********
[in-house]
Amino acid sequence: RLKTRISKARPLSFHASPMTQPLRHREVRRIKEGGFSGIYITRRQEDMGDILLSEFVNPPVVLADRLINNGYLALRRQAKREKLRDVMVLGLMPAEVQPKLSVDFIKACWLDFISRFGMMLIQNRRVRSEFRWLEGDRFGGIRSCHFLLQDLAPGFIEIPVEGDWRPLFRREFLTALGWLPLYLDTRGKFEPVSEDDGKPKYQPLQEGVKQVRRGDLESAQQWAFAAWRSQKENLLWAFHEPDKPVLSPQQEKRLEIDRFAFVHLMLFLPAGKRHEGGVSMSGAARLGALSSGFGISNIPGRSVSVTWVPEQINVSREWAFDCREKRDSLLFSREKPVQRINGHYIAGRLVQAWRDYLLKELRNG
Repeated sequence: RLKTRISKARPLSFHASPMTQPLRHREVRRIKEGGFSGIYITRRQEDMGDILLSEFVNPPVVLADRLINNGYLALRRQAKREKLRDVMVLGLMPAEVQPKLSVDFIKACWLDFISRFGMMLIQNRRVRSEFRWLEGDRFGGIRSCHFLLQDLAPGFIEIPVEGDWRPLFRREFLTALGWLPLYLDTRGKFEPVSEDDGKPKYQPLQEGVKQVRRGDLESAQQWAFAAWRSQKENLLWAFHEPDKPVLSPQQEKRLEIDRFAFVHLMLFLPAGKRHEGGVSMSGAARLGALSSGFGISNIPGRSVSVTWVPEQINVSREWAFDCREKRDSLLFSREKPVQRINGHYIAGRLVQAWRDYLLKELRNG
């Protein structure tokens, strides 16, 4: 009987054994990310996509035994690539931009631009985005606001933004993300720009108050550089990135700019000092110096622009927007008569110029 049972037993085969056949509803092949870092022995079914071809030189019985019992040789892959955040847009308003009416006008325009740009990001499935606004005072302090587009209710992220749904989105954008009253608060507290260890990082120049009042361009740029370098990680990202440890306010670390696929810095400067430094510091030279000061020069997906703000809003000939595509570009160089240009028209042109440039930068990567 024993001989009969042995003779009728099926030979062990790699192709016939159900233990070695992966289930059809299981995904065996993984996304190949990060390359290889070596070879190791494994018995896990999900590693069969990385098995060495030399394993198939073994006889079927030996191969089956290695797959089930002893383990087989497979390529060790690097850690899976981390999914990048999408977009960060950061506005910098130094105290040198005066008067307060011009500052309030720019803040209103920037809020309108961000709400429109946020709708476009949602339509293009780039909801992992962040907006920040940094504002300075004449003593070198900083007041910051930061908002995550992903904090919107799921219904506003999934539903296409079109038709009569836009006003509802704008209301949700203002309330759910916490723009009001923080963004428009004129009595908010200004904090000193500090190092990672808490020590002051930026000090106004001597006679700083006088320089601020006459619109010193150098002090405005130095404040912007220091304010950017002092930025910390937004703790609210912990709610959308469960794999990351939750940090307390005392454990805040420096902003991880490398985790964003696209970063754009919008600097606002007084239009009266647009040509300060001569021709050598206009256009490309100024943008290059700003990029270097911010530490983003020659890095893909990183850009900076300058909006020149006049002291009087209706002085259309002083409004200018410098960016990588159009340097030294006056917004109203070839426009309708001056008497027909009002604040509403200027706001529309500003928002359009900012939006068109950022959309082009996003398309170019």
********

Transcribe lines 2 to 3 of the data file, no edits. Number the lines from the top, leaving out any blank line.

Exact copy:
Amino acid sequence: RLKTRISKARPLSFHASPMTQPLRHREVRRIKEGGFSGIYITRRQEDMGDILLSEFVNPPVVLADRLINNGYLALRRQAKREKLRDVMVLGLMPAEVQPKLSVDFIKACWLDFISRFGMMLIQNRRVRSEFRWLEGDRFGGIRSCHFLLQDLAPGFIEIPVEGDWRPLFRREFLTALGWLPLYLDTRGKFEPVSEDDGKPKYQPLQEGVKQVRRGDLESAQQWAFAAWRSQKENLLWAFHEPDKPVLSPQQEKRLEIDRFAFVHLMLFLPAGKRHEGGVSMSGAARLGALSSGFGISNIPGRSVSVTWVPEQINVSREWAFDCREKRDSLLFSREKPVQRINGHYIAGRLVQAWRDYLLKELRNG
Repeated sequence: RLKTRISKARPLSFHASPMTQPLRHREVRRIKEGGFSGIYITRRQEDMGDILLSEFVNPPVVLADRLINNGYLALRRQAKREKLRDVMVLGLMPAEVQPKLSVDFIKACWLDFISRFGMMLIQNRRVRSEFRWLEGDRFGGIRSCHFLLQDLAPGFIEIPVEGDWRPLFRREFLTALGWLPLYLDTRGKFEPVSEDDGKPKYQPLQEGVKQVRRGDLESAQQWAFAAWRSQKENLLWAFHEPDKPVLSPQQEKRLEIDRFAFVHLMLFLPAGKRHEGGVSMSGAARLGALSSGFGISNIPGRSVSVTWVPEQINVSREWAFDCREKRDSLLFSREKPVQRINGHYIAGRLVQAWRDYLLKELRNG